Asset Backed Securities (ABS)
Asset backed securities are bonds or notes backed by specific assets.
They are created when companies take the cash flows from illiquid assets,
(in most cases receivables), turn them into marketable securities, and sell
the securities to a third party for cash. The receivables and associated
debt are normally transferred to an off-balance sheet (bankruptcy protected)
subsidiary. The originating company usually continues to collect the
receivables, and forwards the interest and principle payments, when
collected, to the buyer. Some of the newer type structures, in order to
extend the average life of the transaction, and lower the overall cost,
allow for additional receivables to be added to the credit facility and
While the process has become routine, the concepts are very
sophisticated. I view the process as “slicing and dicing” the cash flow
streams of any assets, into a number of ways, then discounting those streams
at market rates, and selling them to investors.
The typical, non-mortgage asset classes are: auto loans, credit cards,
home-equity loans, insurance premiums, leases, student loans, and other
installment sales contracts. The big institutional investors are the
insurance companies and banks. They need to match their cash inflows from
their investment portfolios to their pension and life insurance obligations
as they come due. That said, pension and life insurance funds are fiduciary
monies, and need to be invested in investment grade securities.
In order to achieve an investment grade rating by the major rating
agencies, a credit enhancement (protection against default) is needed to
ensure that cash flows will be available to pay the note holders.
Getting an investment grade rating is more then substantiating the
collectability of the assets. The rating agencies need to evaluate the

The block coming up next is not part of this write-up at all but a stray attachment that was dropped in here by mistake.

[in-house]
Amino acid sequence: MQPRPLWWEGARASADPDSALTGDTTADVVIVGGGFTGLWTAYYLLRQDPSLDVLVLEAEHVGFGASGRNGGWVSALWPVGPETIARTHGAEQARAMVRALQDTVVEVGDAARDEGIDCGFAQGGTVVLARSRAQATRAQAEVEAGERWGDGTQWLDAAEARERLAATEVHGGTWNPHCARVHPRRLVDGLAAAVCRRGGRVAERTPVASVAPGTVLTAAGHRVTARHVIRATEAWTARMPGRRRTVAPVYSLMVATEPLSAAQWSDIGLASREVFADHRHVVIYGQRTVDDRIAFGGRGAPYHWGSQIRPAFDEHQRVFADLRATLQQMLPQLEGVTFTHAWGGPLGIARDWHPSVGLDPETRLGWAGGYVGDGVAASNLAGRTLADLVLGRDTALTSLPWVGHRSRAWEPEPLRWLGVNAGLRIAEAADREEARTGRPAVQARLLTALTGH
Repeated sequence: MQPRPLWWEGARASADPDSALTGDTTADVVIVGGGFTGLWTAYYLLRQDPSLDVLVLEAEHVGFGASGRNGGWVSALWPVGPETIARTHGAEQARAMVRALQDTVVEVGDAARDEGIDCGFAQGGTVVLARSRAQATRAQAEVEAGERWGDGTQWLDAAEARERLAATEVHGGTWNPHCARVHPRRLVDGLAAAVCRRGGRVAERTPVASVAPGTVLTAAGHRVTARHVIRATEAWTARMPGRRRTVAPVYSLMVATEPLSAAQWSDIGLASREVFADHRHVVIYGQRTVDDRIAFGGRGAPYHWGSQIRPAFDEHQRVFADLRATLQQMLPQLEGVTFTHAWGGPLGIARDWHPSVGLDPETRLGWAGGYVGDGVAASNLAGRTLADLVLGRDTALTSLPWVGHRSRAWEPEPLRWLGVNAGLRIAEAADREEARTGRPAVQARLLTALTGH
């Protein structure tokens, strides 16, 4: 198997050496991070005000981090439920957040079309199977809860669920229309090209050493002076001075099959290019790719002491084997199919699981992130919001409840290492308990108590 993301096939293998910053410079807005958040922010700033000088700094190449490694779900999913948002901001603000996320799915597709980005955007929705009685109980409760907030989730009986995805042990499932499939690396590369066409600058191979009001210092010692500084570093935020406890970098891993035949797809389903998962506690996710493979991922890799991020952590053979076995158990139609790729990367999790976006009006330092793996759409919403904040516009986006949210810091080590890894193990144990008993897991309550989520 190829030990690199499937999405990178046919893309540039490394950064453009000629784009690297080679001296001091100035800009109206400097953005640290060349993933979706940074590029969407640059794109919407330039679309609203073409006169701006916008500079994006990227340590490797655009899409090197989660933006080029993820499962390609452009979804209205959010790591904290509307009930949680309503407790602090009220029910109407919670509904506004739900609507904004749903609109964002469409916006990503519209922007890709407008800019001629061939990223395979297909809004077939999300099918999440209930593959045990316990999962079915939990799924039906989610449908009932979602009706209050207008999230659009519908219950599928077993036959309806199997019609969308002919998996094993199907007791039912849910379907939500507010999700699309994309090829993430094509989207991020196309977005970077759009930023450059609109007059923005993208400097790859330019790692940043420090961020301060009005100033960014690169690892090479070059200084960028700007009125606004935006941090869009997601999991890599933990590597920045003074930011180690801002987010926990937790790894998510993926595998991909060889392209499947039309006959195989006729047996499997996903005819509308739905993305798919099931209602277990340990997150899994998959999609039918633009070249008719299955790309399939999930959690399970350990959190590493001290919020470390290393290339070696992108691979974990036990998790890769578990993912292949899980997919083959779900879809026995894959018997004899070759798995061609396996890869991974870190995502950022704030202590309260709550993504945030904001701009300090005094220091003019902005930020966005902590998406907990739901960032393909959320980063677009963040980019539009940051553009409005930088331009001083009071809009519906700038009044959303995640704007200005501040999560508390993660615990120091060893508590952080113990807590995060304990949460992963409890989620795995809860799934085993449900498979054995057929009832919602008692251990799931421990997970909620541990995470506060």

underwriting standards, contracts, legal structure and the servicing
capabilities. There are a number of different credit enhancement techniques
used to convert a risky cash flow stream into a creditworthy one.
The main types of credit enhancements are:
Cash collateral accounts
Credit risk reserve accounts
Substitution of defaulted collateral with good collateral
Irrevocable letter of credit
Insurance policy – surety bond
Cross collateralization with the parent or sister company
Credit enhancements insure note holders will be paid.
While non-mortgage asset backed securities are primarily private place
deals, more are now becoming public.
Don’t consider prepayments to be a risk; getting paid back is always a
good thing. Prepayments are part of the business; in most cases they are
Structures are customer driven, and features include: interest only, full
amortization, non-amortization loans and bullet structures. Fixed and
floating rates are also available.
These are solid investments! Be comfortable with the issuer / servicer,
because maintenance of the underlying assets, at a profitable level, is
complicated. Preparing the servicing reports is difficult. Realize that the
monthly payments received by the investors consist of interest, return of
scheduled principle payments and prepayments.
Regarding young adults, I view
asset backed securities more for those investors looking for steady cash